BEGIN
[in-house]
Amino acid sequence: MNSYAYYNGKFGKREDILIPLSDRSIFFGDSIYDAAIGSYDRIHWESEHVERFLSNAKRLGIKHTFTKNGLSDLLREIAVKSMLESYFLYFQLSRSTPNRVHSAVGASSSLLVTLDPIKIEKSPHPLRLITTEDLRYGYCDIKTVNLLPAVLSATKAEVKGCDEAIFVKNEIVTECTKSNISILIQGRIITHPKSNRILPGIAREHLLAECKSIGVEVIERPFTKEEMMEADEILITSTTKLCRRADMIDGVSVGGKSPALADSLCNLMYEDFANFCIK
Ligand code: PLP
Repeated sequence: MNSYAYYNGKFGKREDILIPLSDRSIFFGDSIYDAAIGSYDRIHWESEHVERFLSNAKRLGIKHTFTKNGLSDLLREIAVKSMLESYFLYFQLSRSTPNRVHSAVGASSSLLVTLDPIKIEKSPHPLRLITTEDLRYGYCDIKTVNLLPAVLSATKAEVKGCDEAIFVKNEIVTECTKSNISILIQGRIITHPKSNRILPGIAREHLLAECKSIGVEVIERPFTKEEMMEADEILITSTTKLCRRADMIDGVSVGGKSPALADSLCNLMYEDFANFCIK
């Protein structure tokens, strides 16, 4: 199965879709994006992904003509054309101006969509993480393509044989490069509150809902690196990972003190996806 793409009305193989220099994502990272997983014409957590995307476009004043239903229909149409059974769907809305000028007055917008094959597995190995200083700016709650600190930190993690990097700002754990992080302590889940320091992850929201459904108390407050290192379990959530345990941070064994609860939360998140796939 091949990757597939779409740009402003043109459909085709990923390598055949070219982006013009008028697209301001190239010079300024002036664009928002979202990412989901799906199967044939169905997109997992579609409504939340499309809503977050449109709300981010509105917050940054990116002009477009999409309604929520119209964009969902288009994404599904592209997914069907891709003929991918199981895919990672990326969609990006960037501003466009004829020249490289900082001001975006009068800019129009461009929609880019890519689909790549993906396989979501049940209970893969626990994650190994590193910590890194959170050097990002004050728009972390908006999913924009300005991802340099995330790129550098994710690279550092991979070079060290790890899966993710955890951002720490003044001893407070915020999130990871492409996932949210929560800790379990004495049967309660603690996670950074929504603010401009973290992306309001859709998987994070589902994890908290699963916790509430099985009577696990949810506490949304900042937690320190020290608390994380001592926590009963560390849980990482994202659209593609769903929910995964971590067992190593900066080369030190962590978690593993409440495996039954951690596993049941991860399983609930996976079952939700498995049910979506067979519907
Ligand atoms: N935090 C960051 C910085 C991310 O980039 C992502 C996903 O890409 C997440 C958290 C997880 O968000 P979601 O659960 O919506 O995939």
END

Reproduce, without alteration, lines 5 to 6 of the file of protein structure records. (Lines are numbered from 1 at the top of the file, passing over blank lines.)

């Protein structure tokens, strides 16, 4: 199965879709994006992904003509054309101006969509993480393509044989490069509150809902690196990972003190996806 793409009305193989220099994502990272997983014409957590995307476009004043239903229909149409059974769907809305000028007055917008094959597995190995200083700016709650600190930190993690990097700002754990992080302590889940320091992850929201459904108390407050290192379990959530345990941070064994609860939360998140796939 091949990757597939779409740009402003043109459909085709990923390598055949070219982006013009008028697209301001190239010079300024002036664009928002979202990412989901799906199967044939169905997109997992579609409504939340499309809503977050449109709300981010509105917050940054990116002009477009999409309604929520119209964009969902288009994404599904592209997914069907891709003929991918199981895919990672990326969609990006960037501003466009004829020249490289900082001001975006009068800019129009461009929609880019890519689909790549993906396989979501049940209970893969626990994650190994590193910590890194959170050097990002004050728009972390908006999913924009300005991802340099995330790129550098994710690279550092991979070079060290790890899966993710955890951002720490003044001893407070915020999130990871492409996932949210929560800790379990004495049967309660603690996670950074929504603010401009973290992306309001859709998987994070589902994890908290699963916790509430099985009577696990949810506490949304900042937690320190020290608390994380001592926590009963560390849980990482994202659209593609769903929910995964971590067992190593900066080369030190962590978690593993409440495996039954951690596993049941991860399983609930996976079952939700498995049910979506067979519907
Ligand atoms: N935090 C960051 C910085 C991310 O980039 C992502 C996903 O890409 C997440 C958290 C997880 O968000 P979601 O659960 O919506 O995939």